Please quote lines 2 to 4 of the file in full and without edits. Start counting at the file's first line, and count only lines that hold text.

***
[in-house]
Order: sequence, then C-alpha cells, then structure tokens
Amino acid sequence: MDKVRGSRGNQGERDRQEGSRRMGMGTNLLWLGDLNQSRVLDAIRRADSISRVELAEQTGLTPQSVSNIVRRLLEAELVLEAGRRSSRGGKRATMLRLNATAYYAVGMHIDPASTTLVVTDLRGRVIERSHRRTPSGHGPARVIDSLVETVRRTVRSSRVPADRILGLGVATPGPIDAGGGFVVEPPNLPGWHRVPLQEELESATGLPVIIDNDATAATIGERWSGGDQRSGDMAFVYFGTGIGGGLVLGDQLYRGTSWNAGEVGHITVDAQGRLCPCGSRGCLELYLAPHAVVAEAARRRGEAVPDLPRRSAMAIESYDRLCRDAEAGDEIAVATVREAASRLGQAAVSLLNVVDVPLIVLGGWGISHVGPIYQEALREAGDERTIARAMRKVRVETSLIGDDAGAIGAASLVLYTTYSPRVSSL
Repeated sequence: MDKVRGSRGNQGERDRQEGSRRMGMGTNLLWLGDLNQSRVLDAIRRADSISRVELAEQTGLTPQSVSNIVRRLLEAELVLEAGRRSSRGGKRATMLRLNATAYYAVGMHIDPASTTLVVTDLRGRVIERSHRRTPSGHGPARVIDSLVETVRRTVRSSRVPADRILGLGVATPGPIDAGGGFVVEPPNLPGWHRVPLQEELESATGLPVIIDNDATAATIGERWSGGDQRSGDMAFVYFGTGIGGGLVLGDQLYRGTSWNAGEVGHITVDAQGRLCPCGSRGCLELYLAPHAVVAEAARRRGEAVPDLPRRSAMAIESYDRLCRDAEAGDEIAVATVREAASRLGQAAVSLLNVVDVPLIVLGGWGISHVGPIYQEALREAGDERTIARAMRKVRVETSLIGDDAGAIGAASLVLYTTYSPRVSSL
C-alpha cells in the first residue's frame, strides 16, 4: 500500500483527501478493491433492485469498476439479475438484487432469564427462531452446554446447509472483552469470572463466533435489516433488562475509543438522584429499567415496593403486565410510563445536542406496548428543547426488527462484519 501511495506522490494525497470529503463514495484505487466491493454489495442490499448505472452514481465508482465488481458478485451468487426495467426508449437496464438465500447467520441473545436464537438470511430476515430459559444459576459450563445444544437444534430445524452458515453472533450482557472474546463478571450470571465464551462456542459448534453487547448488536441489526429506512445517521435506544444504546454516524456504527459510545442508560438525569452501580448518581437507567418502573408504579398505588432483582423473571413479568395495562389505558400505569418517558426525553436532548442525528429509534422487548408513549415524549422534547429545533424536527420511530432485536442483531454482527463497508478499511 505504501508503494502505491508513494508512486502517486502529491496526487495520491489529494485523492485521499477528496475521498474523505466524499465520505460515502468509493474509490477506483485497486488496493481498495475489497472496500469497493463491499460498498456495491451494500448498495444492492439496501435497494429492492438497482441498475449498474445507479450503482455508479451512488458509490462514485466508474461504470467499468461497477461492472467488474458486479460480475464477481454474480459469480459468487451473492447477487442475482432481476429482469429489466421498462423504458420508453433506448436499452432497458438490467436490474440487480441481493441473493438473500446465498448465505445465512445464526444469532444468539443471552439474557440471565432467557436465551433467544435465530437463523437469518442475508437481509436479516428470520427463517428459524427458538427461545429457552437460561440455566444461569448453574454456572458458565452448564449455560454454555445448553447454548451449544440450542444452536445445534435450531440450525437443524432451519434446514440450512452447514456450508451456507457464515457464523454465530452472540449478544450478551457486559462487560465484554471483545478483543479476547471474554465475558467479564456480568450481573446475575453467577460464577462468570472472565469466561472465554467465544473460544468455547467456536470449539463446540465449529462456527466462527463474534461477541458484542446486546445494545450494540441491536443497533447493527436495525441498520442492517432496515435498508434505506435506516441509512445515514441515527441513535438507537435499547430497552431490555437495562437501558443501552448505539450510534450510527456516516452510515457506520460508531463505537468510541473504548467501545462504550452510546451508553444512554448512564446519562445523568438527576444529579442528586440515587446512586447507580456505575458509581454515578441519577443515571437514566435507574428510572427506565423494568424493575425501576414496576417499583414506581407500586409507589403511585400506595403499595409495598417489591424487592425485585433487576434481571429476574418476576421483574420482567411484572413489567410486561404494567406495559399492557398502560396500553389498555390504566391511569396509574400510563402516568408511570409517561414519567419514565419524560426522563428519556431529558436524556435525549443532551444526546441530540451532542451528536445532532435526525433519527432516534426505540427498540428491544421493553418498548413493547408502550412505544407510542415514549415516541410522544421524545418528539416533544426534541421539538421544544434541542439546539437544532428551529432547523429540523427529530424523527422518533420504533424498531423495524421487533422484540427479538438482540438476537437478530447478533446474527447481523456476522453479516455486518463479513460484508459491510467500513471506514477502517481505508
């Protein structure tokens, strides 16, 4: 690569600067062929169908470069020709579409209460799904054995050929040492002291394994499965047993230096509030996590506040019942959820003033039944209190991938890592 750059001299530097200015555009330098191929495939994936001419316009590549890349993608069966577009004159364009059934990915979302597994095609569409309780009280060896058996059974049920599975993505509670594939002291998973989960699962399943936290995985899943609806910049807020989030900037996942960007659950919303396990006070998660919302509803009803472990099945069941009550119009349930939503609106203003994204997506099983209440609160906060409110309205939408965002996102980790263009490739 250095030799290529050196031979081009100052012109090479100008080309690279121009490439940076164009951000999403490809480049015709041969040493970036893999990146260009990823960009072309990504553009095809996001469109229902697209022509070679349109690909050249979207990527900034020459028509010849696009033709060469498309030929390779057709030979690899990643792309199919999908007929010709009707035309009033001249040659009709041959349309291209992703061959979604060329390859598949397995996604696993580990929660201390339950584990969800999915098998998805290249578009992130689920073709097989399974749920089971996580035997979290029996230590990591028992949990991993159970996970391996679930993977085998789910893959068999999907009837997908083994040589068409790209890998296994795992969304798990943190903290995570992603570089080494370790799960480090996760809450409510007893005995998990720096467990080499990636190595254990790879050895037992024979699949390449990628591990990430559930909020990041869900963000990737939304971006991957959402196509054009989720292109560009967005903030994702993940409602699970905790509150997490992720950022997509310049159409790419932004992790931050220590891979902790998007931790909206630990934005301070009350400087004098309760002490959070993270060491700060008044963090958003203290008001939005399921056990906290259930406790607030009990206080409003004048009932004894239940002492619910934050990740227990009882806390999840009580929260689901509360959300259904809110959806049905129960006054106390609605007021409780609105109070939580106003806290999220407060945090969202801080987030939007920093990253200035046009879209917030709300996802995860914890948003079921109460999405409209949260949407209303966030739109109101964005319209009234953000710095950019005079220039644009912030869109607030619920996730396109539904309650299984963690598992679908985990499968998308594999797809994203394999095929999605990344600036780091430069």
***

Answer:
Order: sequence, then C-alpha cells, then structure tokens
Amino acid sequence: MDKVRGSRGNQGERDRQEGSRRMGMGTNLLWLGDLNQSRVLDAIRRADSISRVELAEQTGLTPQSVSNIVRRLLEAELVLEAGRRSSRGGKRATMLRLNATAYYAVGMHIDPASTTLVVTDLRGRVIERSHRRTPSGHGPARVIDSLVETVRRTVRSSRVPADRILGLGVATPGPIDAGGGFVVEPPNLPGWHRVPLQEELESATGLPVIIDNDATAATIGERWSGGDQRSGDMAFVYFGTGIGGGLVLGDQLYRGTSWNAGEVGHITVDAQGRLCPCGSRGCLELYLAPHAVVAEAARRRGEAVPDLPRRSAMAIESYDRLCRDAEAGDEIAVATVREAASRLGQAAVSLLNVVDVPLIVLGGWGISHVGPIYQEALREAGDERTIARAMRKVRVETSLIGDDAGAIGAASLVLYTTYSPRVSSL
Repeated sequence: MDKVRGSRGNQGERDRQEGSRRMGMGTNLLWLGDLNQSRVLDAIRRADSISRVELAEQTGLTPQSVSNIVRRLLEAELVLEAGRRSSRGGKRATMLRLNATAYYAVGMHIDPASTTLVVTDLRGRVIERSHRRTPSGHGPARVIDSLVETVRRTVRSSRVPADRILGLGVATPGPIDAGGGFVVEPPNLPGWHRVPLQEELESATGLPVIIDNDATAATIGERWSGGDQRSGDMAFVYFGTGIGGGLVLGDQLYRGTSWNAGEVGHITVDAQGRLCPCGSRGCLELYLAPHAVVAEAARRRGEAVPDLPRRSAMAIESYDRLCRDAEAGDEIAVATVREAASRLGQAAVSLLNVVDVPLIVLGGWGISHVGPIYQEALREAGDERTIARAMRKVRVETSLIGDDAGAIGAASLVLYTTYSPRVSSL